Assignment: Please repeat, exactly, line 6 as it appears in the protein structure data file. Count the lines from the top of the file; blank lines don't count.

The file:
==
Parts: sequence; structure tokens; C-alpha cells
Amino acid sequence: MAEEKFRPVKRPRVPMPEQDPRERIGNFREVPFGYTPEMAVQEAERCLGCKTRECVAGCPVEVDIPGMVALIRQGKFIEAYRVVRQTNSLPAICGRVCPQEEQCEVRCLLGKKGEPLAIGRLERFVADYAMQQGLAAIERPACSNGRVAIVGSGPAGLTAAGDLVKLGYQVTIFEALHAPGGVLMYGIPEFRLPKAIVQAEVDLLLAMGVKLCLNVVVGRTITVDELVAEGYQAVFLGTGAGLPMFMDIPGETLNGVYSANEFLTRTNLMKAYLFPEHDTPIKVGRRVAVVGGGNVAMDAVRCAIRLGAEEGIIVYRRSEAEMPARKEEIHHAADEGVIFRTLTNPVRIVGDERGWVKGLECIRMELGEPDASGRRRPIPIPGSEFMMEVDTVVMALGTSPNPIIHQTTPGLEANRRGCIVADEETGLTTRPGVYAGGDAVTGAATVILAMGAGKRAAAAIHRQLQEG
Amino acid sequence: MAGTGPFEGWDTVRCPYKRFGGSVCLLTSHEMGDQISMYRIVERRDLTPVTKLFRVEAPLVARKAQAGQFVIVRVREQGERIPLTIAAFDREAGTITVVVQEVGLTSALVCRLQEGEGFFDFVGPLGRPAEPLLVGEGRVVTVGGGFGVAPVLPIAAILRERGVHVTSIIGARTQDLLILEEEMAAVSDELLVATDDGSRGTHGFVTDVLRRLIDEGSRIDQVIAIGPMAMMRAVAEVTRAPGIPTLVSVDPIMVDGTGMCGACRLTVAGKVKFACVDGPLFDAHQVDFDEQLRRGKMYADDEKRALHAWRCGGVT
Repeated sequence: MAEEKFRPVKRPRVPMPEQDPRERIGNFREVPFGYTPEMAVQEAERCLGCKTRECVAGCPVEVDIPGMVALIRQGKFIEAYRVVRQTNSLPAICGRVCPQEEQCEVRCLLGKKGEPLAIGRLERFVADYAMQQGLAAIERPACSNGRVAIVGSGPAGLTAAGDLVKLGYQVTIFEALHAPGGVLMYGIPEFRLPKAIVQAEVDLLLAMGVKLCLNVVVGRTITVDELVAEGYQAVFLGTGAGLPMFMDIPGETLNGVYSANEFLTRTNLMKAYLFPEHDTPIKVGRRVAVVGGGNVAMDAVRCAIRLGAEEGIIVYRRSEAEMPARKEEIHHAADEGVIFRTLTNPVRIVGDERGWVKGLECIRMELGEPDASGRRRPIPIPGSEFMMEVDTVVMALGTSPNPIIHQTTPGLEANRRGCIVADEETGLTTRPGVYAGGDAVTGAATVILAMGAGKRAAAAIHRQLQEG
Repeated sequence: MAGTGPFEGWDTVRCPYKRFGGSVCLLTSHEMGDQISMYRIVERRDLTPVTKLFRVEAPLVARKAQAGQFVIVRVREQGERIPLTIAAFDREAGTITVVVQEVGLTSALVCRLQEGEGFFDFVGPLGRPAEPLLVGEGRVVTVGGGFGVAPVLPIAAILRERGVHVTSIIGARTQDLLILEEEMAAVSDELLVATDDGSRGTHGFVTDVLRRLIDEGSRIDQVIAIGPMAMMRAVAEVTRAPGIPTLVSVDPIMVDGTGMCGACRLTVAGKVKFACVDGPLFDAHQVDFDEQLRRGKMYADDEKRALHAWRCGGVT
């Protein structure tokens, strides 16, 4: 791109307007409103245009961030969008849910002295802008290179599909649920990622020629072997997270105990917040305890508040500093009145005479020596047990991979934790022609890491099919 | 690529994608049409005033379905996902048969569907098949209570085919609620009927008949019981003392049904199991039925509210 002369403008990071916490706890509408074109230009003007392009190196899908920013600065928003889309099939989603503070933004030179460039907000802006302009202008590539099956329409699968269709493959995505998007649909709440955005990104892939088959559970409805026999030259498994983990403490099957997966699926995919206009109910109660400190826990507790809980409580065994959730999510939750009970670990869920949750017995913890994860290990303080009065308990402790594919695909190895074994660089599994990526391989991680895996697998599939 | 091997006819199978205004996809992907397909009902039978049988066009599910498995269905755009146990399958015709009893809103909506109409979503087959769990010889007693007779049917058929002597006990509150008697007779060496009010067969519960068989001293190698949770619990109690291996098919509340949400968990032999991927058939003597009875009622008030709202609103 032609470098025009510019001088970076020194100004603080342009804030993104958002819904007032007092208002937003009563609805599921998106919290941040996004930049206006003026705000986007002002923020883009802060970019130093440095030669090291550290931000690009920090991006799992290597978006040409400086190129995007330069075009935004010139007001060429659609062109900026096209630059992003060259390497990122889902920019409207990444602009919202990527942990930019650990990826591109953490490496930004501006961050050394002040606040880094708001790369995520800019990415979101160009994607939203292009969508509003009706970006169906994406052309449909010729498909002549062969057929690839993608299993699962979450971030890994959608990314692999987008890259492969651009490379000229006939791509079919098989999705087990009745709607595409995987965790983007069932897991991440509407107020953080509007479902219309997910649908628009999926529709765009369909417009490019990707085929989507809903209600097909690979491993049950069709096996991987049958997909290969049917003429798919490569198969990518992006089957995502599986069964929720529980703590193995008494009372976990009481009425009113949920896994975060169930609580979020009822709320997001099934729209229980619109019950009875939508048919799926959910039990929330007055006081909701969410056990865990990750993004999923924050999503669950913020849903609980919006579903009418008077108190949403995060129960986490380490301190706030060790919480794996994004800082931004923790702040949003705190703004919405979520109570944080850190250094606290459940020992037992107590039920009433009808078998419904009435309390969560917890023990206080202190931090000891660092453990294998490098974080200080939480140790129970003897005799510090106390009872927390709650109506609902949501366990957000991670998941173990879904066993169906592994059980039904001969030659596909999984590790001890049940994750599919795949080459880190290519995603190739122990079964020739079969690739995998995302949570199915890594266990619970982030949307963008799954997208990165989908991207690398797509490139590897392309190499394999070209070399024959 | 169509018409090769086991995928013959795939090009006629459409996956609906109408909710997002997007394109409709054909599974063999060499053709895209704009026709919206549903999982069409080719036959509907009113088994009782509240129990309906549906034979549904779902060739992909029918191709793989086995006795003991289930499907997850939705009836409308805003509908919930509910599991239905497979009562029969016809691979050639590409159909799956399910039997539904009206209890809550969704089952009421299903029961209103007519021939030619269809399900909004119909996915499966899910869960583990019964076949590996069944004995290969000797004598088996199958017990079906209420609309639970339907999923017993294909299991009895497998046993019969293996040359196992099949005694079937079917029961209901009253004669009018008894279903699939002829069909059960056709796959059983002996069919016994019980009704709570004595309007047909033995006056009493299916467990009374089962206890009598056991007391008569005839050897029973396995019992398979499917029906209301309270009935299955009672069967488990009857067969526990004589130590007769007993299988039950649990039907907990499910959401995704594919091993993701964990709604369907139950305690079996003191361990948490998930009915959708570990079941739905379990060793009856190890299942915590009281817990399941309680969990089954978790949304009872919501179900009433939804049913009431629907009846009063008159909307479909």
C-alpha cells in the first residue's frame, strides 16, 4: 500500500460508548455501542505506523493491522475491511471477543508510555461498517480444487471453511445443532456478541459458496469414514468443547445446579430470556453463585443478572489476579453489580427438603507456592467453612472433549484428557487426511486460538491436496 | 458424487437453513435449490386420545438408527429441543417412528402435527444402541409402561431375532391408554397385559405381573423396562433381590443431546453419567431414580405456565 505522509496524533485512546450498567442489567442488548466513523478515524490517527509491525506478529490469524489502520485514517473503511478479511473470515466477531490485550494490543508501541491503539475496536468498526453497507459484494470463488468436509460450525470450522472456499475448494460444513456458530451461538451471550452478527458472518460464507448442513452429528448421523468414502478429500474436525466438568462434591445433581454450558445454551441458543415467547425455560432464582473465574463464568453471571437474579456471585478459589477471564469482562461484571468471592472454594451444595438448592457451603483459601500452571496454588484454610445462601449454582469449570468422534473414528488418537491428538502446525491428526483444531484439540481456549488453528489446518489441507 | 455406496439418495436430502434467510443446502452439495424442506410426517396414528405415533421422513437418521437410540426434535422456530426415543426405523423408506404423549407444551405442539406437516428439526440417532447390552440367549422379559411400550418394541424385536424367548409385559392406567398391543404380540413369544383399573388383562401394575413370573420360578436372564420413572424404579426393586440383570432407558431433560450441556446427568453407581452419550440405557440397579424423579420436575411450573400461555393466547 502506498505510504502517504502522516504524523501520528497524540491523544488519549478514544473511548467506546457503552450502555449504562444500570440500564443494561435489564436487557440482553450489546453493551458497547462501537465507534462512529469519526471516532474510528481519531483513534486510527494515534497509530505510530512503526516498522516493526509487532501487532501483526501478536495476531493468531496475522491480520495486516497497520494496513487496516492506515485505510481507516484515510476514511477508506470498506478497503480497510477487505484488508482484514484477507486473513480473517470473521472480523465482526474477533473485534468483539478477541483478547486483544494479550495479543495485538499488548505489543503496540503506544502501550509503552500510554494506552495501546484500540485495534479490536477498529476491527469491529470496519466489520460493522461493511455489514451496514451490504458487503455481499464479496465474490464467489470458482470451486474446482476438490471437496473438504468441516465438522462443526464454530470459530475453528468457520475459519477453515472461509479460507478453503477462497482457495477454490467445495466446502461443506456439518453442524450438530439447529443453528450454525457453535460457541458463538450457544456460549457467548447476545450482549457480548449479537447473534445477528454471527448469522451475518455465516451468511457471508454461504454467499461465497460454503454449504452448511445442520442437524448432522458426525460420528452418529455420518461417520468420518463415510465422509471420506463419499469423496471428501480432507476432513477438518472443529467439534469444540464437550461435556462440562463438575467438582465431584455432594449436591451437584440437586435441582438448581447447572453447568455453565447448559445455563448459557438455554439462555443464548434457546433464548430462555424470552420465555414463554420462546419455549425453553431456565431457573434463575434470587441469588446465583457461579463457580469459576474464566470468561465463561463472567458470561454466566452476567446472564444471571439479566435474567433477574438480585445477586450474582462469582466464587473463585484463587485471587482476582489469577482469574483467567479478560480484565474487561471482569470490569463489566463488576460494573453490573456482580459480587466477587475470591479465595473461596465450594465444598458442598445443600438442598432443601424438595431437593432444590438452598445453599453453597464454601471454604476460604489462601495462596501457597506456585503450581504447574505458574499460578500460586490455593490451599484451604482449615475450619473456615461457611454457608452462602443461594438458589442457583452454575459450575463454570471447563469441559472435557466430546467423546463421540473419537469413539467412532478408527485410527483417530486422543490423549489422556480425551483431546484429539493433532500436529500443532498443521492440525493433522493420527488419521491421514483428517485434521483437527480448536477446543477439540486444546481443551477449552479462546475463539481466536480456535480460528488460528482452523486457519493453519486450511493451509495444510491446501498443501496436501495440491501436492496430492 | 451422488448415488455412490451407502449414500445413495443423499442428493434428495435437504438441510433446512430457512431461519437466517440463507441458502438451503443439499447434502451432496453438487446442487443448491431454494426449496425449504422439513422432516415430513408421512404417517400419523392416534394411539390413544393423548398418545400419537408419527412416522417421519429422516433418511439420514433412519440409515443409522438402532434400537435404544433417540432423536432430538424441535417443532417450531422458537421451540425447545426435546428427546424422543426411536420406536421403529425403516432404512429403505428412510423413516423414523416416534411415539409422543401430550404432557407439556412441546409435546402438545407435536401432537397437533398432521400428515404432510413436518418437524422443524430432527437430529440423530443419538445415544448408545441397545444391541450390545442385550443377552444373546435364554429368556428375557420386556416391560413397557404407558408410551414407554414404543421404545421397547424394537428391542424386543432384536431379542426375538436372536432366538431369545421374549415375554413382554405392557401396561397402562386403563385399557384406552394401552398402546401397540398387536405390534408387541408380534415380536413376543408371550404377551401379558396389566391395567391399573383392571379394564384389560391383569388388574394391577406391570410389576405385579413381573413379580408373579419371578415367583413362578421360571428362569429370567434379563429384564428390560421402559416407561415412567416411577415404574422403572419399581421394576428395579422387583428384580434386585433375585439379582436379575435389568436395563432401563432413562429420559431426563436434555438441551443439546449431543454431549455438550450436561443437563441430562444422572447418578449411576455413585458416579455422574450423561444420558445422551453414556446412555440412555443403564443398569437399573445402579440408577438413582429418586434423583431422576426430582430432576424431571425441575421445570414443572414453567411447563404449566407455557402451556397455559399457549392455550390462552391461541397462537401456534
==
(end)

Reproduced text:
């Protein structure tokens, strides 16, 4: 791109307007409103245009961030969008849910002295802008290179599909649920990622020629072997997270105990917040305890508040500093009145005479020596047990991979934790022609890491099919 | 690529994608049409005033379905996902048969569907098949209570085919609620009927008949019981003392049904199991039925509210 002369403008990071916490706890509408074109230009003007392009190196899908920013600065928003889309099939989603503070933004030179460039907000802006302009202008590539099956329409699968269709493959995505998007649909709440955005990104892939088959559970409805026999030259498994983990403490099957997966699926995919206009109910109660400190826990507790809980409580065994959730999510939750009970670990869920949750017995913890994860290990303080009065308990402790594919695909190895074994660089599994990526391989991680895996697998599939 | 091997006819199978205004996809992907397909009902039978049988066009599910498995269905755009146990399958015709009893809103909506109409979503087959769990010889007693007779049917058929002597006990509150008697007779060496009010067969519960068989001293190698949770619990109690291996098919509340949400968990032999991927058939003597009875009622008030709202609103 032609470098025009510019001088970076020194100004603080342009804030993104958002819904007032007092208002937003009563609805599921998106919290941040996004930049206006003026705000986007002002923020883009802060970019130093440095030669090291550290931000690009920090991006799992290597978006040409400086190129995007330069075009935004010139007001060429659609062109900026096209630059992003060259390497990122889902920019409207990444602009919202990527942990930019650990990826591109953490490496930004501006961050050394002040606040880094708001790369995520800019990415979101160009994607939203292009969508509003009706970006169906994406052309449909010729498909002549062969057929690839993608299993699962979450971030890994959608990314692999987008890259492969651009490379000229006939791509079919098989999705087990009745709607595409995987965790983007069932897991991440509407107020953080509007479902219309997910649908628009999926529709765009369909417009490019990707085929989507809903209600097909690979491993049950069709096996991987049958997909290969049917003429798919490569198969990518992006089957995502599986069964929720529980703590193995008494009372976990009481009425009113949920896994975060169930609580979020009822709320997001099934729209229980619109019950009875939508048919799926959910039990929330007055006081909701969410056990865990990750993004999923924050999503669950913020849903609980919006579903009418008077108190949403995060129960986490380490301190706030060790919480794996994004800082931004923790702040949003705190703004919405979520109570944080850190250094606290459940020992037992107590039920009433009808078998419904009435309390969560917890023990206080202190931090000891660092453990294998490098974080200080939480140790129970003897005799510090106390009872927390709650109506609902949501366990957000991670998941173990879904066993169906592994059980039904001969030659596909999984590790001890049940994750599919795949080459880190290519995603190739122990079964020739079969690739995998995302949570199915890594266990619970982030949307963008799954997208990165989908991207690398797509490139590897392309190499394999070209070399024959 | 169509018409090769086991995928013959795939090009006629459409996956609906109408909710997002997007394109409709054909599974063999060499053709895209704009026709919206549903999982069409080719036959509907009113088994009782509240129990309906549906034979549904779902060739992909029918191709793989086995006795003991289930499907997850939705009836409308805003509908919930509910599991239905497979009562029969016809691979050639590409159909799956399910039997539904009206209890809550969704089952009421299903029961209103007519021939030619269809399900909004119909996915499966899910869960583990019964076949590996069944004995290969000797004598088996199958017990079906209420609309639970339907999923017993294909299991009895497998046993019969293996040359196992099949005694079937079917029961209901009253004669009018008894279903699939002829069909059960056709796959059983002996069919016994019980009704709570004595309007047909033995006056009493299916467990009374089962206890009598056991007391008569005839050897029973396995019992398979499917029906209301309270009935299955009672069967488990009857067969526990004589130590007769007993299988039950649990039907907990499910959401995704594919091993993701964990709604369907139950305690079996003191361990948490998930009915959708570990079941739905379990060793009856190890299942915590009281817990399941309680969990089954978790949304009872919501179900009433939804049913009431629907009846009063008159909307479909």